How to Structure Your Plot: Exploring Different Film Plot Structures

Apr 29, 2024

Plot, plot, plot! It’s always about the plot! Without a plot, there’s no story and no story means no film. Even character-driven tales require structure, and that structure is what we will be talking about today.


What is Plot?

Plot is the structure your story employs. Think of it as the skeleton, holding everything in your story up and in place. Without it, everything falls apart and no one knows what they’re looking at when faced with your film. If you need a checklist, there are three main things your plot needs to attend to:

1. The Story

The sequence of events and how you present them to your audience. Hitting the golden beats – exposition, inciting incident, climax, etc – and making sure you’re hitting them HARD. You want to keep your audience either on their toes, or in their feelings for the entire duration of your film, and so your plot needs to make sure your sequence of events has that solid structure that the plot provides.

2. Character Development

This is where “show, don’t tell” really comes into play. Plot helps us learn of your characters through their actions and decisions rather than just too much dialogue with little substance. If you’ve got a line that reveals a crucial backstory, where in the story can you place it for the best effect? If your character is a smoker, how are you showing that in their behaviour within the story, and how frequently? Everything about the character can be laced into your plot structure, and it should all feed into the main themes or lessons of your story.

3. Themes

These are the lessons, ideas, or points a writer is trying to get across with their story. Every story has reasons for being written, and those reasons are normally the themes. However, you again want to show those reasons, and not just point blank tell them. This is where metaphors and storytelling elements such as editing, colour theory, character development, etc come into play. How you structure your character’s arcs must speak to your themes. Where you place certain events in your story must build towards its grand lesson. Plot structure does that, it gives you, the writer, those opportunities that take a concept and turn it into a fully-fledged script!


Different Plot Structures to Consider

Now that we know what a plot is and what it focuses on, it’s time to see some popular structures writers around the world employ when writing their scripts.

The Z – Andy Guerdat

THE Z plot structure by Andy Guerdat

THE Z plot structure by Andy Guerdat


Simple, but it gets more complex the more time you spend on it. Emmy-nominated writer/producer and former UCLA Extension instructor Andy Guerdat believes in a simple philosophy with this structure: A boring story is the worst of its kind. You have to keep the audience always asking “What happens next?” One of the main driving forces behind it is conflict, which he believes allows characters to reveal their true nature in emotional and dramatised ways. Your story has to elicit emotional responses from your audience, otherwise, what’s stopping them from changing the channel!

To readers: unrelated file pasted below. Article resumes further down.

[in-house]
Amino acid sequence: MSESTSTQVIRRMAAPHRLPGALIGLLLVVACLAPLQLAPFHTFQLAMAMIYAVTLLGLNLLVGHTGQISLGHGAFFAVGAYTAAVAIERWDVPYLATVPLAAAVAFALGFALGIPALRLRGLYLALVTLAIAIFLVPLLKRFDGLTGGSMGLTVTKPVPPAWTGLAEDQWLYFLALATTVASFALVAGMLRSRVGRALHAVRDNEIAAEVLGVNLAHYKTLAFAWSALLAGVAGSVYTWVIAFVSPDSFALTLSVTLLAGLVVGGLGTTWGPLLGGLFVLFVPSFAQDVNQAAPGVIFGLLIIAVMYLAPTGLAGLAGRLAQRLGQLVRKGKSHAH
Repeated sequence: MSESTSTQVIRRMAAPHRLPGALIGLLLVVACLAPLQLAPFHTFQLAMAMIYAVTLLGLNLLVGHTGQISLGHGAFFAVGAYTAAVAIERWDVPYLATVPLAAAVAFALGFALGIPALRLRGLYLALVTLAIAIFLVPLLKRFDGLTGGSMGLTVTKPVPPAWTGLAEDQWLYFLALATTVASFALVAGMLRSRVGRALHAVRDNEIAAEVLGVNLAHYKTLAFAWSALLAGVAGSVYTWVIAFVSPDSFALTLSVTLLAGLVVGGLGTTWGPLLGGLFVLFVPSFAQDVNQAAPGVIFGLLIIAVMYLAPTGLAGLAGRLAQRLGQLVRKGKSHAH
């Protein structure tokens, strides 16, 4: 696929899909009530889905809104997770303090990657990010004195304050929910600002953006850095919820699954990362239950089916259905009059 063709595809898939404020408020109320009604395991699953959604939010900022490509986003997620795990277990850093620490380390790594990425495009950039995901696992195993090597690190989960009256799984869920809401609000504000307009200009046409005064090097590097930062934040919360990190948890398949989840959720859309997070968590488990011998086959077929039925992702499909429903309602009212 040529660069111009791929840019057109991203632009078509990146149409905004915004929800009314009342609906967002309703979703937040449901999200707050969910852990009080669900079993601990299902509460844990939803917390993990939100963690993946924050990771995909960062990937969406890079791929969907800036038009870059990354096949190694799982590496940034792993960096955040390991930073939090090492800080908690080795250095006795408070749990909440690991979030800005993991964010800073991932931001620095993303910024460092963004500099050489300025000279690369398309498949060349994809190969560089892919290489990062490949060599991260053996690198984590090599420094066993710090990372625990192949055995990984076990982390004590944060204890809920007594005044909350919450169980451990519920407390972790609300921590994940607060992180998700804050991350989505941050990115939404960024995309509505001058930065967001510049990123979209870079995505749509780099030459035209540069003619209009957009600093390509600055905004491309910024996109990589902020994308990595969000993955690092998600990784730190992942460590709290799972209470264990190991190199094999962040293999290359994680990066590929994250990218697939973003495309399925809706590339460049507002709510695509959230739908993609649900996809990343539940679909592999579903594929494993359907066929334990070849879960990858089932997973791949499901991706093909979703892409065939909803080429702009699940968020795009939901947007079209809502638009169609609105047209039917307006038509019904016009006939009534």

The Story Circle – Dan Harmon

The Story Circle plot structure by Dan Harmon

The Story Circle plot structure by Dan Harmon


One day, writer/producer Dan Harmon made a series of blog posts that would later become a plot structure nearly every writer would consider one of the best plot structures to come out of the postmodern era. Taking the influences from story theory and Joseph Campbell’s Hero with a Thousand Faces, Dan focuses on how we learn of the plot through the character, rather than the other way around. Character-driven storytelling has never looked so simple, as it can assist you in making sure your character is as much a part of your story as every other element. It’s a structure that focuses on two concepts: order and chaos. Taking your character from order to chaos, and back up to order having learned the lesson they needed along the way to make it back. Story theory, but radically simplified. If you let your character tell your story, you’ll have a structure that can be more relatable, emotional, and hey, not boring.


In Conclusion

There are so many structures your story can use and thus shape your film into. These examples are only the tip of the iceberg, and many more can be found and sourced, such as Blake Snyder’s Save the Cat or Chris Volger’s The Writer’s Journey. These aren’t rules, however; nothing in art is a strict rule. They are guidelines to make sure your story has a flow your audience – at least in terms of mainstream media – can recognize and settle into. They are there to guide, and they are also there to play around with. So, allow yourself to be guided, but don’t be afraid to play too!

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